The new L.O.S. programme of weekend fieldtrips for 2019-2020 is now available here:

http://www.leighos.org.uk/p/fieldtrips.html

For any further details please contact our Fieldtrips Officer, Paul Pennington, by email on leighos.trips@gmail.com.

Bickershaw Revisited

A third consecutive morning out enjoying our local countryside? Well, it's a quiet week - why not?


A 7.30am start at Bickershaw Country Park was nevessary because of predicted afternoon temps of 32 degrees. We planned a wander from Edna Road car park, past Fir Tree Flash and the grazed fields, crossing the 'Road to Nowhere', round the lovely southern path at Diggle Flash, then down the "Concrete Road" and along the southern leg of the "Northern Footpath" and back to Fir Tree. (If all that's a mystery to you, and you live in the area, it may be time you and Bickershaw CP got acquainted!)

Jean was after Helleborines, and I was anticipating another biodiversity bonanza - we were not disappointed! As to the birds, we started with a flypast by a big charm of Goldfinches, rising from the thistles in the field next to the lake.

Next up were small family parties of Whitethroat and Willow Warbler, hard to see in the scrub. The plaintive piping of Bullfinches betrayed their unseen presence. At the new slow-flow water course, there was another group of juvenile birds, perhaps grouped together for security - or just adolescents hanging out together!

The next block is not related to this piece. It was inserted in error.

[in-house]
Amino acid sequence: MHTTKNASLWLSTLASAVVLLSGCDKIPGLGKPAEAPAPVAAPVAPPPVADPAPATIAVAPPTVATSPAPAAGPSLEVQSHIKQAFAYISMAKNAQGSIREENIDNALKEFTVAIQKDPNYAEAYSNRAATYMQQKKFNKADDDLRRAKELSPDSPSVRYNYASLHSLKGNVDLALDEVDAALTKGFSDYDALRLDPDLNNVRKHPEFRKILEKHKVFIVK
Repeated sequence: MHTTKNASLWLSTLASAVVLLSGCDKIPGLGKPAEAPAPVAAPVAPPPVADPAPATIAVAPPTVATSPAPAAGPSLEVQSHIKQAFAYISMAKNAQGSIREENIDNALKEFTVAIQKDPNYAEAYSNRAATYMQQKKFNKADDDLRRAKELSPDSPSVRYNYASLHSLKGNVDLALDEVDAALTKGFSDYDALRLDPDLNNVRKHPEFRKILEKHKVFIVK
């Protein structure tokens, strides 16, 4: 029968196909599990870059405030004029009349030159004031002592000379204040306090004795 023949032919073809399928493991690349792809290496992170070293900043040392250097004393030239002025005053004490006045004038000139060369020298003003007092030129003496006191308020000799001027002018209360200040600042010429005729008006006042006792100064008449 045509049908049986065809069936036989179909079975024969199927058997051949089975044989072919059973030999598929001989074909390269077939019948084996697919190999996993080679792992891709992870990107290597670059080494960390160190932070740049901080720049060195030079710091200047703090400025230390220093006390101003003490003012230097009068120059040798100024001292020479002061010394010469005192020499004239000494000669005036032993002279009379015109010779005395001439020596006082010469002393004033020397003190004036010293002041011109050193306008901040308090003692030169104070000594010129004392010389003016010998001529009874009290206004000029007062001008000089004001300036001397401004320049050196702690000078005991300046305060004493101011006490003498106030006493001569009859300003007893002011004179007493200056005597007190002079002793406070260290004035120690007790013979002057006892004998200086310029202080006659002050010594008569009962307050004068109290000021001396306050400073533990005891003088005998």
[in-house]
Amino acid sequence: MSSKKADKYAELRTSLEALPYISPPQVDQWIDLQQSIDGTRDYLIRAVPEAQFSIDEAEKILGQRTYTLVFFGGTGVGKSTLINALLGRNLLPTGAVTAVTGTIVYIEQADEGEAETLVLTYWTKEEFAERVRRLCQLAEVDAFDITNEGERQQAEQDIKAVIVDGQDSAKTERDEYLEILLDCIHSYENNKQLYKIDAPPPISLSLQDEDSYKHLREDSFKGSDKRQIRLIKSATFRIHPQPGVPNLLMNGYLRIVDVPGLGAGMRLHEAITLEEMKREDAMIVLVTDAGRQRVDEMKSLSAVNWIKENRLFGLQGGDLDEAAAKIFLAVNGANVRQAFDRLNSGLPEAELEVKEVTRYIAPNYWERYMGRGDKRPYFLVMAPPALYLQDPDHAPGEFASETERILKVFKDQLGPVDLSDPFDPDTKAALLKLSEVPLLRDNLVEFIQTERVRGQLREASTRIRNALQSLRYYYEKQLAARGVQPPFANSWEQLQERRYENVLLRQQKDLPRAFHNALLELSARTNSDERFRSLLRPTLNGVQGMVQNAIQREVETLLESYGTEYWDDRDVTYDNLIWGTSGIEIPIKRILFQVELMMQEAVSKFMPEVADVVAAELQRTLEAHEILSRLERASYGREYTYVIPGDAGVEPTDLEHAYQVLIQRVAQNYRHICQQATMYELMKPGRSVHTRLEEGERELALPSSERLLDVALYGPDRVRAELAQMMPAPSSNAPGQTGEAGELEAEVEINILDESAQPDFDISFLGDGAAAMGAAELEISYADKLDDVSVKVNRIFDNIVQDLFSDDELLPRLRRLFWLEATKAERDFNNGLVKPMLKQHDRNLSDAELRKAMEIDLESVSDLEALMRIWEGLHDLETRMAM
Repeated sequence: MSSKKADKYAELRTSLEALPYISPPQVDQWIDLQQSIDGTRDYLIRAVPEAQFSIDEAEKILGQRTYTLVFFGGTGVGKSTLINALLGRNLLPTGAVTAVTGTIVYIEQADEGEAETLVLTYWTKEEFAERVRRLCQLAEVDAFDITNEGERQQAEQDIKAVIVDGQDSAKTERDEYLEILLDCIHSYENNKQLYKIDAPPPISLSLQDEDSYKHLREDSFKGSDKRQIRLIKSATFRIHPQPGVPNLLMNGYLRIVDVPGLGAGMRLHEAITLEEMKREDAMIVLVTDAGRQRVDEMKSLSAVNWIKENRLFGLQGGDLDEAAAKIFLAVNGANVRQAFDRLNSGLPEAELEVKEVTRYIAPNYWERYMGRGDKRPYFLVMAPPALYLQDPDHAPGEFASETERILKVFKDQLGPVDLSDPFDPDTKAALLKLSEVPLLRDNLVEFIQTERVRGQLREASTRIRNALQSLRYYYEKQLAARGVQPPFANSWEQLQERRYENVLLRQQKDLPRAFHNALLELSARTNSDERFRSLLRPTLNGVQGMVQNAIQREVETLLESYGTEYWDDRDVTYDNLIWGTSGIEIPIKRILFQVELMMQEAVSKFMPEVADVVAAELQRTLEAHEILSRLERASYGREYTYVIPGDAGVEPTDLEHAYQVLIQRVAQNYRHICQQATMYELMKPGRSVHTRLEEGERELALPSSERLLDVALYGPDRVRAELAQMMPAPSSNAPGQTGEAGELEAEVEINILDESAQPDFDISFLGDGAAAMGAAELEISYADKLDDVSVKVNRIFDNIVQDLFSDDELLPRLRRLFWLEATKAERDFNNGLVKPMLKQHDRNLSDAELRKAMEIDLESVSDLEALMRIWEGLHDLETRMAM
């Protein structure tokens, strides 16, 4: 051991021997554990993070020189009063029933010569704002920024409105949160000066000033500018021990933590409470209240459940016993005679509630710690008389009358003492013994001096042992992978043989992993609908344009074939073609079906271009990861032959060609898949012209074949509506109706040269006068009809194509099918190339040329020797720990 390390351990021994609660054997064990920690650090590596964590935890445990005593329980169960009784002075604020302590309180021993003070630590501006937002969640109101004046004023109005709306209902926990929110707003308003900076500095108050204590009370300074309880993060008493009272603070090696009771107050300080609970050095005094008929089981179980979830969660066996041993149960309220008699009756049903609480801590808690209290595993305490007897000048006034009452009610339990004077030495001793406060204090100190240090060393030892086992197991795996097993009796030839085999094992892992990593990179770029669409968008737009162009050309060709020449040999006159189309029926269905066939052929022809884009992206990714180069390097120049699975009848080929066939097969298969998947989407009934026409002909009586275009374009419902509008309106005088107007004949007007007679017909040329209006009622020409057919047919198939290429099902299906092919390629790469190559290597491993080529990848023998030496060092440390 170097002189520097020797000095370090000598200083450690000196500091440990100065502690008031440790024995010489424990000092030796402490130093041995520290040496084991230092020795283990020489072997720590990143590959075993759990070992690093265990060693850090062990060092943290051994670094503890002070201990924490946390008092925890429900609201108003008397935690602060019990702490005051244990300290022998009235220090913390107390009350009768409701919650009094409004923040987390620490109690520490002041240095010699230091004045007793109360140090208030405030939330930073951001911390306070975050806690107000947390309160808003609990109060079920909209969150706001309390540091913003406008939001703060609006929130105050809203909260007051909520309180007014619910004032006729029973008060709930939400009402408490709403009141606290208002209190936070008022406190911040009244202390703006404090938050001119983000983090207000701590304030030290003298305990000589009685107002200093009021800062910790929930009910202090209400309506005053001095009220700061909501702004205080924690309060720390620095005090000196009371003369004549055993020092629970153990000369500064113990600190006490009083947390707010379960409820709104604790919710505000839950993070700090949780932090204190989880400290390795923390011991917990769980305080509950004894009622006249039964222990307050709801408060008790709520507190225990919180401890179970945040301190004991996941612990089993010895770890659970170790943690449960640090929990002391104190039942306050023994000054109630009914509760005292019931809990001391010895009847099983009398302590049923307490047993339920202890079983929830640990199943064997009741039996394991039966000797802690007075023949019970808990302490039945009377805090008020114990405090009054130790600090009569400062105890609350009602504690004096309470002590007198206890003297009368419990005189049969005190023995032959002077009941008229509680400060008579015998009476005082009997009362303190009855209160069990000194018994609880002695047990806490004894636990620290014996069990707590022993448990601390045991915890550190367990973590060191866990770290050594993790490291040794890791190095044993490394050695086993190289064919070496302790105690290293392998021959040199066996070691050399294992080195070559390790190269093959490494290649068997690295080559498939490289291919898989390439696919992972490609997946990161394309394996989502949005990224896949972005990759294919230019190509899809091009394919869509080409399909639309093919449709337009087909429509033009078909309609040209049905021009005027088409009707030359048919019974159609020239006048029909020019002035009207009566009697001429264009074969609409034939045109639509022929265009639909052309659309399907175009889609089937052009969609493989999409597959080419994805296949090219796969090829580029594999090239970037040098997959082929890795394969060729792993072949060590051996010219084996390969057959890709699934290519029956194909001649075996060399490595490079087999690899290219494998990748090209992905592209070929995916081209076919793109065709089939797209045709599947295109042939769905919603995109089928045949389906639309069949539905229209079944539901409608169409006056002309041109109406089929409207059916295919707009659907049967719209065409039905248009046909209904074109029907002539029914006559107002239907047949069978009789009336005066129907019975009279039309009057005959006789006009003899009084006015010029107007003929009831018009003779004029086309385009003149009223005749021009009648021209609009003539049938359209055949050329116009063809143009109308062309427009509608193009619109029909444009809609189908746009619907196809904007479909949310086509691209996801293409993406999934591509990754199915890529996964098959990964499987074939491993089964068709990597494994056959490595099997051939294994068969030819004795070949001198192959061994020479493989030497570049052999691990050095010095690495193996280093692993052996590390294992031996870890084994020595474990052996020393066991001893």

They included, at least Whitethroat, Willow Warbler and Blue Tits, and scattered off through the bushes as we watched. Diggle Flash was noisy with Herring and Lesser Black Backed Gulls, and a Common Tern called, but must have been seen off before we got there.

The wild flowers were truly wild - a riot of botanical bliss, inhabited by numerous butterflies, damsels and dragons, and assorted beetle-like beasties. As ever at Bickershaw, some of the "worst" soil areas produce some of the best plant shows.

Centaury is such a subtle little thing normally, but today was the star of the show in many places, understudied by Eyebright and the various mosses that retain moisture on those barren places.


And further on, in the dark wooded recesses, the Broad Leaved Helleborines were there and in flower. Our contortions to try to get pictures were worthy of some other botanical photographers we know, but owing to the Deep Darkness, didn't quite cut the mustard.


I was "made up" on the way round the new footpath, when I caught the reeling of a Grasshopper Warbler - we didn't see him, but you can't take your hearing for granted nowadays! As the day heated up, we made a beeline for Fir Tree and the car, and had a pleasant chat with Hamish before we departed.


Now: was that a Marbled White Butterfly that flew past while we talked? Just a fleeting glimpse, and no photo .... not a certain ID for sure, but I hope so.
Dr. Paul Richardson
L.O.S. Conservation Officer

Lilford Wildflower Meadow